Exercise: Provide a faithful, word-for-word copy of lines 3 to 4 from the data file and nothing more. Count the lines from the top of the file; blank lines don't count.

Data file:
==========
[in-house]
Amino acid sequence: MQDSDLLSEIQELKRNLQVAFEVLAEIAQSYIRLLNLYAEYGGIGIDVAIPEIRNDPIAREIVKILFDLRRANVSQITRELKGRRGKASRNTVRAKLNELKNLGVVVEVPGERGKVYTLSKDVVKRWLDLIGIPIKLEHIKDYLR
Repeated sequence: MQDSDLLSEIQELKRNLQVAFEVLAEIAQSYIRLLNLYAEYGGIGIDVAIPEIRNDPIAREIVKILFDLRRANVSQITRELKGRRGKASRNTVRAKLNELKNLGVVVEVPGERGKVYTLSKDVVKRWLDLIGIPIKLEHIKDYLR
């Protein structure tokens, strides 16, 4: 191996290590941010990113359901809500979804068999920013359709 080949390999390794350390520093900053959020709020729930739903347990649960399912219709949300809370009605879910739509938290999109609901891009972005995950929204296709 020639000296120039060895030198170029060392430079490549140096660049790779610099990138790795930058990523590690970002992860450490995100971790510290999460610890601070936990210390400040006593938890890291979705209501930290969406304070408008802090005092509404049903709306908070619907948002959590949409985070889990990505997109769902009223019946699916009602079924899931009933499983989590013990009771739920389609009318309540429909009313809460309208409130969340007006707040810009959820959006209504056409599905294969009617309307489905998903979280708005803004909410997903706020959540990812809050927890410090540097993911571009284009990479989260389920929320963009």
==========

Repeated sequence: MQDSDLLSEIQELKRNLQVAFEVLAEIAQSYIRLLNLYAEYGGIGIDVAIPEIRNDPIAREIVKILFDLRRANVSQITRELKGRRGKASRNTVRAKLNELKNLGVVVEVPGERGKVYTLSKDVVKRWLDLIGIPIKLEHIKDYLR
């Protein structure tokens, strides 16, 4: 191996290590941010990113359901809500979804068999920013359709 080949390999390794350390520093900053959020709020729930739903347990649960399912219709949300809370009605879910739509938290999109609901891009972005995950929204296709 020639000296120039060895030198170029060392430079490549140096660049790779610099990138790795930058990523590690970002992860450490995100971790510290999460610890601070936990210390400040006593938890890291979705209501930290969406304070408008802090005092509404049903709306908070619907948002959590949409985070889990990505997109769902009223019946699916009602079924899931009933499983989590013990009771739920389609009318309540429909009313809460309208409130969340007006707040810009959820959006209504056409599905294969009617309307489905998903979280708005803004909410997903706020959540990812809050927890410090540097993911571009284009990479989260389920929320963009």